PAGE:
Age is a major factor affecting fertility and the outcomes of IVF-ET. Advanced maternal age is associated with poorer outcomes than younger women [26,27,28]. The initial analysis showed that TEAS only modestly improved the clinical pregnancy rate, and none of the other pregnancy outcomes was significantly altered when all women from 25 to 45 years old were included in the analysis. On the other hand, the stratified analysis revealed a different picture when the patients were stratified according to their age. There were large and clinically significant improvements in pregnancy outcomes in women over 35. There was a strong trend for improving the live birth rate in this group of older women. The lack of statistical significance in the live birth rate is likely due to the smaller sample size and lower statistical power because of stratification. It seems likely that the moderate increase in the clinical pregnancy rate and no effect on other outcomes seen in the whole patient population without stratification were due to the inclusion of younger patients. These patients had relatively normal endometrial receptivity and thus were non-responders for TEAS. The dilution of the therapeutic effects might also be responsible for the smaller effects reported in previous studies [16, 17, 19,20,21,22, 29]. It is well established that the incidence of diminished ovarian function and declining endometrial receptivity increase with the increasing age of women and become more critical to infertility [30]. Mechanistically, acupuncture and TEAS have been suggested to improve the function of the hypothalamo-pituitary-ovarian axis and prevent premature ovarian failure [29]. For example, TEAS increased antral follicle count and AMH levels and decreased FSH and circulating ratio of LH/FSH [29], increasing endometrial thickness [20, 31, 32]. An endometrium of at least 7 mm has been deemed necessary for gestation [33]. Other mechanisms include increased ovary and endometrial focal blood flow [34,35,36] and modulation of chemokines, integrins, and growth factors for maintaining normal endometrial receptivity [24, 37]. These may be the major mechanisms for the therapeutic effects of TEAS and are the major deficiency in women over 35 with infertility. In contrast, these might not be the major causes of infertility in young women. Hence, the results suggest that TEAS could be an alternative in managing older women with infertility, a population of infertile patients with more complicated management and poorer outcomes [26,27,28].

In this study, TEAS appeared to be safe, and no adverse safety profile was reported on reproductive functions. These results are consistent with previous studies of TEAS and acupuncture in general [10,11,12,13,14,15, 19,20,21]. It is not clear why there was a trend for a higher abortion rate in the treatment group, especially in women over 35. It is possible that poor embryo quality, ovarian dysfunction, and abnormal endometrium receptivity were the major causes of infertility in women over 35. On the other hand, the intervention partially improved receptivity but was not designed to optimize pregnancy. Extra implanted embryos faced a higher risk, and some of them were lost in early pregnancy (12 weeks after ET). Still, it is true only if the increased miscarriage rate is equal to or less than the increased pregnancy rate. Therefore, future studies should compare older patients among themselves. These conditions were more prominent in older women and were associated with a higher early abortion rate. There was no difference between the two groups in the late abortion rate (Table 2). It seems important to expand the study to find ways to maintain extra implanted embryos because of TEAS treatment. The results of our previous trial with prolonged treatment (3 months) of TEAS showed that TEAS improved the quality of embryos [29], which might help reduce the early abortion rate in women over 35 years.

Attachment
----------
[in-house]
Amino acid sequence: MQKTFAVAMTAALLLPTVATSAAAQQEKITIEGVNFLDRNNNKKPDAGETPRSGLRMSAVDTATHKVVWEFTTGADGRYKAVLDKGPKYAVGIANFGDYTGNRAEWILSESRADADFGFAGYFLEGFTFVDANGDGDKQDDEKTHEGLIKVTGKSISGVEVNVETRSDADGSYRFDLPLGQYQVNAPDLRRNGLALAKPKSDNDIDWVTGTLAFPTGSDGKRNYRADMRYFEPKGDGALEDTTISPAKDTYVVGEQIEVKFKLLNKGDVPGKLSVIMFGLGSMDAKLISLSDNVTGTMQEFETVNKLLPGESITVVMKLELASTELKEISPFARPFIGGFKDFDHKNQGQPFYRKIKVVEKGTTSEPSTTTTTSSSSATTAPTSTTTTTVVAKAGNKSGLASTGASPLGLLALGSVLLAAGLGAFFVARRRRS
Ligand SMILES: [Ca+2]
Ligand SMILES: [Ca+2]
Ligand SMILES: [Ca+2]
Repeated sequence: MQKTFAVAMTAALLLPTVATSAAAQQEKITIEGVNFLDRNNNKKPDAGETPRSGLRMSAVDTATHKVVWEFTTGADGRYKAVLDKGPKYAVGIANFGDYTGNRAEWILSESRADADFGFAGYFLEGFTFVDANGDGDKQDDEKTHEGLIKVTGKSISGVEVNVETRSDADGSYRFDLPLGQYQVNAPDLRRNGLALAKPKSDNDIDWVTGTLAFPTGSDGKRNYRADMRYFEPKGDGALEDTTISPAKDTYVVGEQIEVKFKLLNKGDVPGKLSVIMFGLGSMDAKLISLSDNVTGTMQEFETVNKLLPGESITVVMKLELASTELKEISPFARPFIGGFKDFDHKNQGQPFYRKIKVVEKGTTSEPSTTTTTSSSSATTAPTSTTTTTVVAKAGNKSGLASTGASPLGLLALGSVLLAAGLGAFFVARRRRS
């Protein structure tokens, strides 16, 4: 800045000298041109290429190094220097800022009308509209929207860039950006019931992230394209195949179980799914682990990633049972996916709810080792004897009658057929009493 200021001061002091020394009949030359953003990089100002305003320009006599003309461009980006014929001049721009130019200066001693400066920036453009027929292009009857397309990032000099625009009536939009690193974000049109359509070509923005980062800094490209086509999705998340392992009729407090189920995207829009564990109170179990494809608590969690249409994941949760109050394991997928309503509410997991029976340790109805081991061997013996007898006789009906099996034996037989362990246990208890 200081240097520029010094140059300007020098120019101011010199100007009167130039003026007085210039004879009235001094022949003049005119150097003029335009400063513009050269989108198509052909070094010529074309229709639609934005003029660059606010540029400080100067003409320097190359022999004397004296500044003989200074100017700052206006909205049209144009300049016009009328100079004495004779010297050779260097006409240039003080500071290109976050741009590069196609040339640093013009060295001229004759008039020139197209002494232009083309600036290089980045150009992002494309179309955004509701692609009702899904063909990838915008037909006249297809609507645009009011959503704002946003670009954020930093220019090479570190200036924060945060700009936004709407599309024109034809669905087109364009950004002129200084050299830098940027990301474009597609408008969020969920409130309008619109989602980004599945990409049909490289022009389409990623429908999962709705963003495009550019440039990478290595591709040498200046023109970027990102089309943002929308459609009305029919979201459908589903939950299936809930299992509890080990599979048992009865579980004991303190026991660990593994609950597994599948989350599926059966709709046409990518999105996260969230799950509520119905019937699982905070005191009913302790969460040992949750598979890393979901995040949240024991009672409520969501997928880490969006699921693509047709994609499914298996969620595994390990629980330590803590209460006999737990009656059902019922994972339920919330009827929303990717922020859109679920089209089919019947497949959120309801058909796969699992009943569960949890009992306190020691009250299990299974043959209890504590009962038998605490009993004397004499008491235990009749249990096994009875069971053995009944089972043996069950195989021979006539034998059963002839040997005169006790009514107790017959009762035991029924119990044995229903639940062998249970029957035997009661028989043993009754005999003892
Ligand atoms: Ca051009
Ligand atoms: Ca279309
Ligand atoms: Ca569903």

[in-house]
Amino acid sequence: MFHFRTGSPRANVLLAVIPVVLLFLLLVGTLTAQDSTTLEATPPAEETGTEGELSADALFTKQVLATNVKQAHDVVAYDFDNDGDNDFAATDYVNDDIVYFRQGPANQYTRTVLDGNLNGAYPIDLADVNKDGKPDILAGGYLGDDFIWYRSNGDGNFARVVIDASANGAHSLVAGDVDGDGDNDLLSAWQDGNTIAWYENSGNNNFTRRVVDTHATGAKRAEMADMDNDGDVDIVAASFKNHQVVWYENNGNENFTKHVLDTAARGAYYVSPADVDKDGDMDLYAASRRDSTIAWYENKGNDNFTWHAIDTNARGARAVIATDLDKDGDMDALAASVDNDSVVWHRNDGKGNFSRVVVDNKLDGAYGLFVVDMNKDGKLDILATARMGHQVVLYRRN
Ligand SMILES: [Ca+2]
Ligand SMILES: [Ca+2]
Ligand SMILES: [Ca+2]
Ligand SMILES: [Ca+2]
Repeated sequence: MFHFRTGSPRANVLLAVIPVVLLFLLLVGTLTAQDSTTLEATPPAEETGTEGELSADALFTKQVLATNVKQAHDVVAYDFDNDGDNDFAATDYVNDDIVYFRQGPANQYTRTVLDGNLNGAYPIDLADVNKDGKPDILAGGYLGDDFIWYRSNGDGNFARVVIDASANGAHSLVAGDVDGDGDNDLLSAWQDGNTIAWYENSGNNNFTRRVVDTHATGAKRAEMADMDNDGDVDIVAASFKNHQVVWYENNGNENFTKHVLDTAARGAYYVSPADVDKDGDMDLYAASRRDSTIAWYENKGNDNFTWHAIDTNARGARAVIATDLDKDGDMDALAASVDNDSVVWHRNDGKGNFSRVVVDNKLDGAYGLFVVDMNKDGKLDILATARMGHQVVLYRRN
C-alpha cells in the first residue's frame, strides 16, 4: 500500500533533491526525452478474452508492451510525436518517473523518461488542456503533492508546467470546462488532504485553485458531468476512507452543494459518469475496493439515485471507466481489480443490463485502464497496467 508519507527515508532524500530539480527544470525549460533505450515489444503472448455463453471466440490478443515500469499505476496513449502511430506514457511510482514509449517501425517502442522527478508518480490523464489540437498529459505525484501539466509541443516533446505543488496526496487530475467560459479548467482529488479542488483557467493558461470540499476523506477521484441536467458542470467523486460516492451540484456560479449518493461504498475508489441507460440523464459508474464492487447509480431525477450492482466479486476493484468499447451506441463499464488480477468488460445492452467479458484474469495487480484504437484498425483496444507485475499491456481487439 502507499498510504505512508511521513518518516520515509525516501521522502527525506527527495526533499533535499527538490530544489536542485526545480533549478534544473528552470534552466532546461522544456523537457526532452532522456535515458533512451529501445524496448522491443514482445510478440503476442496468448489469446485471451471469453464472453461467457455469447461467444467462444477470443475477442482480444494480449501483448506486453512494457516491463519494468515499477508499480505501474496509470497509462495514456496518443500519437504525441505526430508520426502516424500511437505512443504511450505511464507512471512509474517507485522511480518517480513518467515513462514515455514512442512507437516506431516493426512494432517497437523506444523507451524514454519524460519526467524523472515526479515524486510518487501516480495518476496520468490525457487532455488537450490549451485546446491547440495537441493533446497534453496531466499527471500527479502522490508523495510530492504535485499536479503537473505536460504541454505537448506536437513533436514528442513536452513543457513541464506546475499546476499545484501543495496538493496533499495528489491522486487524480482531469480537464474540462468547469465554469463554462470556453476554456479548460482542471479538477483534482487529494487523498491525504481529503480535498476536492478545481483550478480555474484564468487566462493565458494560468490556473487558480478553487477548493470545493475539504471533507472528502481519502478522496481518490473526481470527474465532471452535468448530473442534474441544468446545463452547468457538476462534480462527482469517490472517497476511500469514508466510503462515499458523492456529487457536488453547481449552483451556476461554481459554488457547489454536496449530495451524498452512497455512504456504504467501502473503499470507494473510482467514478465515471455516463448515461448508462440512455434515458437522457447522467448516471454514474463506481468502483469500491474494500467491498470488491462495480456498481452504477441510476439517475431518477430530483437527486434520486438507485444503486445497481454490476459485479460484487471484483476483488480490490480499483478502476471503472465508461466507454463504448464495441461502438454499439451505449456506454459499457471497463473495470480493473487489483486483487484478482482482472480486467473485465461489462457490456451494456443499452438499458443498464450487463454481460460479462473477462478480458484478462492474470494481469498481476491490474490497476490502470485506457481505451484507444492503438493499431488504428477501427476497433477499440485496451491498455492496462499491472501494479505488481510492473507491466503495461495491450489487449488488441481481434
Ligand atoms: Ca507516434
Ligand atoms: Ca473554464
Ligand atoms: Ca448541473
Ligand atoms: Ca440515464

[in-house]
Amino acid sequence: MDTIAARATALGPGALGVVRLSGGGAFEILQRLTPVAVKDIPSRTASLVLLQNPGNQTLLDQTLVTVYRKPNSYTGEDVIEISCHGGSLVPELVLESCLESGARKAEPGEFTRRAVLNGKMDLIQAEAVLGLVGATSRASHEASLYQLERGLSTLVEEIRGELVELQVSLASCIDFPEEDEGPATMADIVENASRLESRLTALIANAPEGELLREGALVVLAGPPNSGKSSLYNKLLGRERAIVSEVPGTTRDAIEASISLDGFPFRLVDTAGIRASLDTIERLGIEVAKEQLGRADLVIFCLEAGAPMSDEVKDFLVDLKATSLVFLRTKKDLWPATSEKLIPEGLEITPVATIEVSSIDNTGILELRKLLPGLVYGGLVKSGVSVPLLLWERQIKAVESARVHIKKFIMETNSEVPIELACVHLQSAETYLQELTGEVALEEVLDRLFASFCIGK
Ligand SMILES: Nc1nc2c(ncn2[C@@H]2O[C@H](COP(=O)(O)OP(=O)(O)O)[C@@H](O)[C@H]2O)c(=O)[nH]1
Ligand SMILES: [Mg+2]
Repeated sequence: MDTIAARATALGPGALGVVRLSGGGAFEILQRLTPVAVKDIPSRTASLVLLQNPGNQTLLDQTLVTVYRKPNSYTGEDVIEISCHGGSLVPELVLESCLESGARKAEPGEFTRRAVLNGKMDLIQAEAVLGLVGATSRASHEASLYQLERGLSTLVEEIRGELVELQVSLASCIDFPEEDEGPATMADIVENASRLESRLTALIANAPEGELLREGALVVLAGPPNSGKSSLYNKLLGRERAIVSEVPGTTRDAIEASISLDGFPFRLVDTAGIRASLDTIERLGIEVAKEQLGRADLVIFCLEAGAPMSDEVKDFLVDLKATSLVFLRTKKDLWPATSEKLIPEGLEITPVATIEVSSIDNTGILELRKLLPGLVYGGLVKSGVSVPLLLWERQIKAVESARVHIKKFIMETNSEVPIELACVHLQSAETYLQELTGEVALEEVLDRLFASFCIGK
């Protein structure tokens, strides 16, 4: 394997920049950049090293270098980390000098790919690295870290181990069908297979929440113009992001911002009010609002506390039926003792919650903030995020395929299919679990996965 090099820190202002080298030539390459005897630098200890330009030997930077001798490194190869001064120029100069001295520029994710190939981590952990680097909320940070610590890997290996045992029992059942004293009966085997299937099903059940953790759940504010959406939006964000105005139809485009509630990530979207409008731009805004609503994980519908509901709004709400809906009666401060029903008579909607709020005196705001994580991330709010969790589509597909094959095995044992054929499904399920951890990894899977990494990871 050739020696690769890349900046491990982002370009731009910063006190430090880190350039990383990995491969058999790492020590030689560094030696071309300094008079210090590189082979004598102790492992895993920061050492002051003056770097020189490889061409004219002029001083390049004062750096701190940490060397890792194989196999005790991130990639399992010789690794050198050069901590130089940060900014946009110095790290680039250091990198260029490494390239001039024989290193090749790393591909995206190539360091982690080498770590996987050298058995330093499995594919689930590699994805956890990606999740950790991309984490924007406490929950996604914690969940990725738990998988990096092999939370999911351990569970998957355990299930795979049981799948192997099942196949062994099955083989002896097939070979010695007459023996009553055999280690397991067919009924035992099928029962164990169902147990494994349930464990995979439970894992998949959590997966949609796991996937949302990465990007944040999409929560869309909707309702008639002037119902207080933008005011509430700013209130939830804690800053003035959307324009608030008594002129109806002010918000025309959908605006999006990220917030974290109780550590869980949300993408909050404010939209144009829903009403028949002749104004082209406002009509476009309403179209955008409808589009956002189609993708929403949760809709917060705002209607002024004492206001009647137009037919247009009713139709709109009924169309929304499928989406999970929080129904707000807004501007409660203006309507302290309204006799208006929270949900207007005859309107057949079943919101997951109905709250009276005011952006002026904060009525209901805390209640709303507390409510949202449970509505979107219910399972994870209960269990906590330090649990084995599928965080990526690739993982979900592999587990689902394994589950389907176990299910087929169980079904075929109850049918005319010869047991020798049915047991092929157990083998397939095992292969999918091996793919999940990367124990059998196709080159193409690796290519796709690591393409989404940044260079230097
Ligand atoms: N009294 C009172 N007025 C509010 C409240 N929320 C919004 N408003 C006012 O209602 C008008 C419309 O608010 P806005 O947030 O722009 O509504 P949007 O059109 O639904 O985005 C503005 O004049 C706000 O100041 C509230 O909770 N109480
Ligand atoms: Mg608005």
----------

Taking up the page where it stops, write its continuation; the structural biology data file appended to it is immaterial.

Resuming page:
The most exciting findings in this study are the effects of TEAS on endometrial receptivity, which might be the direct cause of increased clinical pregnancy and implantation rates. It is the first study demonstrating that the therapeutic effect of acupuncture-related techniques on pregnancy outcomes is due to an elevation of pregnancy-promoting cytokines in human studies. In a previous study, Zhai et al. [38] randomized 200 patients into five groups (mock TEAS and four different current intensity of TEAS, once a day on days 10–13) and examined endometrial thickness, number of ovarian follicles, number of harvested oocytes, mature oocyte rate, rate of high-frequency embryos, and clinical pregnancy rate. They showed that TEAS could improve the ovarian state and that TEAS at ≥ 40 mA could improve the endometrial state and receptivity and oocyte retrieval [38]. Hsu et al. [19] found that TEAS was a promising technique to improve reproductive outcomes in difficult cases of IVF-ET, but little research has shown how it works.